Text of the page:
Don’t Sign the Letter

 

Some orthodox Anglican clergy, friends of mine, are circulating a “Clergy Letter of Encouragement” in response to the Church of England’s paper entitled: “Men and Women in Marriage”. The Letter of Encouragement praises the contents of the paper, expresses gratitude for this “early fruit” of Archbishop Welby’s ministry, extends Archbishop Welby prayers and “goodwill” and, finally, articulates a desire to “strengthen” and “enhance” the links between the ACNA and the Communion. Clergy are asked to sign the letter. I hope few do.

The Clergy Letter of Encouragement begins with this paragraph:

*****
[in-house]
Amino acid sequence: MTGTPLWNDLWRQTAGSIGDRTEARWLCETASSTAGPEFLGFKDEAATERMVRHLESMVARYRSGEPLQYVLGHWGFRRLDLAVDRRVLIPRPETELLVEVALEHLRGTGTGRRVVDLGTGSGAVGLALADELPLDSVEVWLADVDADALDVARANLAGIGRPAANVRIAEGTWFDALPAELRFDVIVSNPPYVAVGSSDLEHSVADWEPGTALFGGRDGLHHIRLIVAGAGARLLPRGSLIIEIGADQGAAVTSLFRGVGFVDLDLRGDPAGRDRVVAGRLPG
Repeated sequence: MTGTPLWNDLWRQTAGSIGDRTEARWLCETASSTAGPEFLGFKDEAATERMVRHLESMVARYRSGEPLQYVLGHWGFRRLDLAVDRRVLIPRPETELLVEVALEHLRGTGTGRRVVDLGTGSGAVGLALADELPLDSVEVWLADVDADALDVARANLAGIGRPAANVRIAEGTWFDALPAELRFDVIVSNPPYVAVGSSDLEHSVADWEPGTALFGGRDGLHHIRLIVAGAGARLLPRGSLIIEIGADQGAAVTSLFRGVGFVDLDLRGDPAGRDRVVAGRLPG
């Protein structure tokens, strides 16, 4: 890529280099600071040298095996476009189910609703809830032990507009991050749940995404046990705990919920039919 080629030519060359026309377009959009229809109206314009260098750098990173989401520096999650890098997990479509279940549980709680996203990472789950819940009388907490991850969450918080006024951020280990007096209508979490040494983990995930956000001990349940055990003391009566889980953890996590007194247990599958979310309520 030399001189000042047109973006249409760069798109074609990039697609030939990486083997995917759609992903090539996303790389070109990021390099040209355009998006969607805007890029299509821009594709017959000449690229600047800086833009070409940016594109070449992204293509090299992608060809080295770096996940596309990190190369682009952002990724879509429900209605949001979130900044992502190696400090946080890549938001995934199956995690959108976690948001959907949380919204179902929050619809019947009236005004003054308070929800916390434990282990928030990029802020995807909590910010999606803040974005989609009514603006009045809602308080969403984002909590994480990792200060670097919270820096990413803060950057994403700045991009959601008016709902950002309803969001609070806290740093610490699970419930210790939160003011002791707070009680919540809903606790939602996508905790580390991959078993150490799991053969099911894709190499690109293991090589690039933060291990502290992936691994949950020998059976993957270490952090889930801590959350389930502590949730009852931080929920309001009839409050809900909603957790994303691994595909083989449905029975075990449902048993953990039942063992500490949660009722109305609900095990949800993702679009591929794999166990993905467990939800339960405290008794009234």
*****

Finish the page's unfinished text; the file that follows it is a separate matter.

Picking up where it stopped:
The Church of England recently issued a report entitled, “Men and Women in Marriage”. We have read this report and will commend it to the members of our own churches. We are grateful for the theological grounding of marriage and especially the reaffirmation of Christian marriage as a sacramental act between one man and one woman.

It is right to be grateful for the reaffirmation of Christian marriage contained in the first 45 paragraphs of “Men and Women in Marriage” but it is wrong to commend it to our churches.

Up to paragraph 45, the authors clearly and forthrightly articulate the biblical doctrine of marriage, presenting heterosexual marriage as the exclusive God-ordained venue for the physical expression of human sexuality. If the authors had stopped there, I would be happy to commend their work.